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Shaking Things Up in South Africa

Moving forward and leading the way.

With a population of over 49 million people, who speak 11 official languages, South Africa is a country booming with growth and activity, especially as its weather and natural attributes contribute to a favorable outdoor culture. South Africans are excited and proud to be hosting the World Cup for football (soccer) this year, and can even be described as fanatical about rugby.

With so much passion for sport and exercise, it’s not surprising that the fitness industry is robust and growing. According to Cape Town–based Darren Jacobson, the head of fitness and product for Virgin Active South Africa, “the message of fitness spreads quickly throughout the territories,” thanks to global, regional and local players in the industry. “With the help of globe-trotting fitness personalities and well-known, cutting-edge offerings, we are a progressive and focused fitness society.”

By this, Jacobson means that South Africa’s vibrancy and diversity have increased access to facilities and products and made them more affordable. For example, he says, “we have a large demographic of Muslim communities, which has contributed to the growth of women-only facilities.” These coexist comfortably with mixed-use and mixed-gender club areas and with global chains.

Specific trends that Jacobson sees include a shift from personal training niche offerings to a more group-oriented focus. “Group exercise has taken center stage once again, with many personal training studios moving to boot camp and small-group offerings.” In addition, Zumba®—recently introduced by Virgin Active—has taken the country by storm. Jacobson attributes part of its popularity to South Africa’s “many tribal influences and dance styles.” There is also continued interest in mainstream offerings, such as step, pump, toning and boxing.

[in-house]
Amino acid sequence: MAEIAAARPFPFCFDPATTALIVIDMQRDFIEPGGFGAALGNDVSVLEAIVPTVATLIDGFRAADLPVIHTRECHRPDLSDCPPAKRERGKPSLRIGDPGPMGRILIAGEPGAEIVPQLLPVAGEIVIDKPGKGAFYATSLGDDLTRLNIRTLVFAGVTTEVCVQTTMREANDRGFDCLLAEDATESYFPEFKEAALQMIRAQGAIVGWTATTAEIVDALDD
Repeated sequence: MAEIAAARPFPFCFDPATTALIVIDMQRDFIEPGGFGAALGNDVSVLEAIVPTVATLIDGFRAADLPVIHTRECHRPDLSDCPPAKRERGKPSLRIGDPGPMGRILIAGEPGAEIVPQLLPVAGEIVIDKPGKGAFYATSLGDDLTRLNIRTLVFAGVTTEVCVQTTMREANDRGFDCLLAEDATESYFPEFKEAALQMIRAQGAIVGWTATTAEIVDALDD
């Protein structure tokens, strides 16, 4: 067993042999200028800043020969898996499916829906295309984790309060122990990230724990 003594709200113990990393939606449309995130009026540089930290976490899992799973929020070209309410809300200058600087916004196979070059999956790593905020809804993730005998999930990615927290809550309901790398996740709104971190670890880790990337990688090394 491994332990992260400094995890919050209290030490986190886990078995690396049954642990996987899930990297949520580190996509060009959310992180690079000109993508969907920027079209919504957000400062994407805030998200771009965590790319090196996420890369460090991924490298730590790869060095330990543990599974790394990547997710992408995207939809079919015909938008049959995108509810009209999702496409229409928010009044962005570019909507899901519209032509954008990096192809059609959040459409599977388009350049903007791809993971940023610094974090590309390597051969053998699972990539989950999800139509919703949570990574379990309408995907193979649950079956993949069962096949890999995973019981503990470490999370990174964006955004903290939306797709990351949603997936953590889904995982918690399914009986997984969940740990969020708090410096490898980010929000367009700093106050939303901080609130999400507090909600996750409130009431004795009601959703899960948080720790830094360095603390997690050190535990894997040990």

This does not mean that personal training is in decline. “The [personal training] culture is exceptionally strong and has been cemented over the past few years with the advent of fitness regulations regarding qualifications,” says Jacobson. He also sees a “maturing” of the industry, with personal training now presented as both an everyday health and wellness offering and a valuable investment. As usage has risen, “equipment costs have decreased, which has led to an increase in the use of the TRX® Suspension Trainer, ViPR rubber exercise tubes, and kettlebells,” says Jacobson. “Other concepts that are gathering momentum are yoga (including Bikram), Pilates, fusion mind-body classes and functional fitness.”

One of the biggest shifts Jacobson has seen is the move away from a “hardcore” approach to exercise as people have realized that fitness “isn’t about the muscle, but more the ability to move without resistance in everyday life. Although there is some interest in shows such as The Biggest Loser, this type of exercise hasn’t gained much momentum, as aggressive weight loss is not well-received.”

A significant challenge that South Africans face is the high unemployment rate (23%), which makes it difficult for some people to access clubs or studios. Although childhood obesity is a growing pandemic, as in other countries, Jacobson is optimistic for the future, because the government is investing heavily in the development of disadvantaged areas.

With hope in hand, South Africans are excited about 2010. As Jacobson puts it, “We look forward to a busy year, filled with finished stadiums, upgraded transport systems, fresh investment and a fitness culture that continues to grow.”


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Alexandra Williams, MA

Alexandra Williams has taught fitness for 17 years and has a master’s degree in agency counseling, with an emphasis on marriage and family. Her professional training has forced her to scrutinize her own value system, especially as she attempts to raise ethical children. The author wishes to thank Jack Raglin and Jim Gavin for their helpful insights and suggestions.

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